Looking to opt outside? You’ve come to the right state. Whether you’re into running scenic trails, cycling on winding mountain roads or catching mad air on your mountain bike, we’ve got miles of magic for you.
Tip: If you're searching for accessible ways to cycle, mountaing bike and hit the trails, we've got you covered with an array of amazing adaptive summer sports in Colorado.
Rocky Mountain Runner’s Highs
Is a runcation your dream getaway? We’ve got about 104,000 square miles of wide-open spaces for you to play in.
Bull Canyon Trail, Dinosaur National Monument, Dinosaur: This short but steep cactus-lined trail treats with dramatic vistas of Bull Canyon and the Yampa River. (Tip: Take extra water and don’t go alone. This is known mountain lion territory.)
Discover miles of shredding and zigzagging routes with panoramic views of chocolate-walled canyons and snow-tipped peaks. Welcome to paradise.
For Road Cyclists:
Cherry Creek State Park, Aurora
Cruise through miles of bird-filled grasslands or enjoy a full day of riding by picking up Cherry Creek Trail and heading to Denver’s Confluence Park. (Tip: Stop to stretch your legs and tour the Four Mile House, built in 1859.)
For Mountain Bikers:
The Palisade Plunge, Palisade
This eagerly anticipated addition to Colorado’s mountain-biking scene is scheduled to be completed in fall of 2020. Once it’s open, you’ll be able to dip off the Grand Mesa and send 32 miles of singletrack with 6,000 feet of downhill and awe-inspiring views of the Grand Valley on your way to Palisade.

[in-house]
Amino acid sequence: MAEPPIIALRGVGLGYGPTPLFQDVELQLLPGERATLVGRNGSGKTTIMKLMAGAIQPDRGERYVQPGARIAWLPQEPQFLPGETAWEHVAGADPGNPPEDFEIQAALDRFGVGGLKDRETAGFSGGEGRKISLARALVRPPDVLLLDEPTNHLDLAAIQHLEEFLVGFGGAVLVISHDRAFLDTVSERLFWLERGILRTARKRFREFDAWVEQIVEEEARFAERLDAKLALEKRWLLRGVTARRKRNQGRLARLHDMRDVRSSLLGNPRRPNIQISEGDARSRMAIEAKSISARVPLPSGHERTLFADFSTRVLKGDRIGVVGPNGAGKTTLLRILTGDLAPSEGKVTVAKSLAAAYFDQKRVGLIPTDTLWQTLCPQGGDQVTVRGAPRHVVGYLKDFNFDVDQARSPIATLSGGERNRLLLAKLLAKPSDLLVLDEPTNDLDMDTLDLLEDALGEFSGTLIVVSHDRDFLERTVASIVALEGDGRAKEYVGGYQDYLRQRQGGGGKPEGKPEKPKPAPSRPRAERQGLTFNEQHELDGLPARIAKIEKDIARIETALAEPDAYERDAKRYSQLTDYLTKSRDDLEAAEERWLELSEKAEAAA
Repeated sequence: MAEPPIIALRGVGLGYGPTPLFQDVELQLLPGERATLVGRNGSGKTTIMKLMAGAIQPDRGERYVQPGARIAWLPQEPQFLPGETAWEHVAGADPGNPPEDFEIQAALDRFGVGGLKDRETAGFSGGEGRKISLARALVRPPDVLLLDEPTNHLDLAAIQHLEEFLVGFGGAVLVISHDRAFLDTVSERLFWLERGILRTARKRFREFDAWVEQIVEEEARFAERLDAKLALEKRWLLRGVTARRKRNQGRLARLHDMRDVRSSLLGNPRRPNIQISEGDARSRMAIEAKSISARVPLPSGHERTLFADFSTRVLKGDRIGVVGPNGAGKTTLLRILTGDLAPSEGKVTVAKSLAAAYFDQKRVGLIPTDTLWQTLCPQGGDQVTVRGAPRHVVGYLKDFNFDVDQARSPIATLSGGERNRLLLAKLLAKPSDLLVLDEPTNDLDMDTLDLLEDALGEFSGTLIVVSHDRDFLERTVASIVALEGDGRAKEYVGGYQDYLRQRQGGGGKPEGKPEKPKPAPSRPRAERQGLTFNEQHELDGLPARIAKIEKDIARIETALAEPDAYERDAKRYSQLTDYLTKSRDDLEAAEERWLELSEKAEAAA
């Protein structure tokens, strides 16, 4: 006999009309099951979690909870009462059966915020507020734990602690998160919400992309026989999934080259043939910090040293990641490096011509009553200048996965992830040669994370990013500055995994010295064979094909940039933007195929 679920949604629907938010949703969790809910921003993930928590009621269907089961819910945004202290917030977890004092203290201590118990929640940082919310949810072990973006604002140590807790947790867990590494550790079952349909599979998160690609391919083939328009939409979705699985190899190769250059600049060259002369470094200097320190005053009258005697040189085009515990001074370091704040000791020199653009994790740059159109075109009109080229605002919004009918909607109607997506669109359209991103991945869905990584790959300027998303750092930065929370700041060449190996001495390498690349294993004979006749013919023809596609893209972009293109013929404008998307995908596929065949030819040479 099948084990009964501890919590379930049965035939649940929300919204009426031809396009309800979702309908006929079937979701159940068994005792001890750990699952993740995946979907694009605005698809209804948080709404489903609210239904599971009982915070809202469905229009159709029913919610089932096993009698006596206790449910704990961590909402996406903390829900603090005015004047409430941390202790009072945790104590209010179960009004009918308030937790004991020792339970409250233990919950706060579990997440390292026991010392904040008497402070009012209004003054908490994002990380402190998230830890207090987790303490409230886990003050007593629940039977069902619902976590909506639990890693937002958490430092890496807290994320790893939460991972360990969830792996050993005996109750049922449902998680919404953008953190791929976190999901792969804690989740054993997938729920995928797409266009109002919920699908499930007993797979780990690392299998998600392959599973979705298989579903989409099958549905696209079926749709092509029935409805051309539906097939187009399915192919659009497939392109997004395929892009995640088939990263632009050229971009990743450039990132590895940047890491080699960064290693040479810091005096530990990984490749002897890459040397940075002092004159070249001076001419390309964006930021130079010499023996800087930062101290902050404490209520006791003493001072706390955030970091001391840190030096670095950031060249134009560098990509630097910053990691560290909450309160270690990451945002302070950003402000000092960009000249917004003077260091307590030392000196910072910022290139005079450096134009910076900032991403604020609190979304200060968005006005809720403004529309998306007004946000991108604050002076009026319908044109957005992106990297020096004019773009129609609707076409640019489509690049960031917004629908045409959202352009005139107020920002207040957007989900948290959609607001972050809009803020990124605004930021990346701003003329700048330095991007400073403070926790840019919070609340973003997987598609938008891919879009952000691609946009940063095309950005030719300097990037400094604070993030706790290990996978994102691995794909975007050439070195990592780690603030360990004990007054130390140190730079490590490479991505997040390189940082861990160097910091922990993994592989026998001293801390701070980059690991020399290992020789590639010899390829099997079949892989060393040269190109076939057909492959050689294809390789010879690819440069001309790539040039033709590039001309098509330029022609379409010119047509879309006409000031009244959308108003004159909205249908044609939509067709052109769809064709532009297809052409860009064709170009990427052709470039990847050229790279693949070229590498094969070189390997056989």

Tips for Running & Cycling at Altitude
These tips from Coach Joe Howdyshell — elite mountain runner and owner of Summit Endurance Academy in Breckenridge — can help you prepare, so you can enjoy your Colorado running or cycling experience and the jaw-dropping vistas that surround.
1. Adjust Your Expectations: The altitude and terrain will undoubtedly slow your roll if you’re not accustomed to it. Don’t be surprised if eight-minute sea-level miles stretch to 11:30 or you shift to granny gear more often. Go out slow and soak up the scenery.
2. Modify Your Training: Toss in some anaerobic work, like 10 reps of sprinting intervals, alternating a minute full-out and a minute of recovery. Hill work and getting up into higher elevations as often as possible won’t hurt either.
3. Get Settled: Colorado’s lowest elevation (3,317 feet in Yuma County) is still way up there, and many popular destinations sit at a mile or higher. Take a day or two to adjust to the altitude before embarking on strenuous adventures.
4. Hydrate & Fuel: You might need twice as much water at higher elevations, so bring a HydraPak or water belt, even for shorter rides and runs. And altitude can curb your appetite, but your body still needs fuel, so make sure you’re taking in enough calories.
5. Use Sun Protection: In many places, you’ll be a mile or two closer to the sun. Use sunscreen before and during outdoor adventures and wear a brimmed cap — unless you’re rocking a bike helmet (which you absolutely should be).
6. Listen to Your Body: Be wary of the fact that your legs may not let on that they’re straining and your heart rate might be lower than back home. Instead, focus on your breathing rate and other signals your body’s sending to say, “Slow down and take it easy.”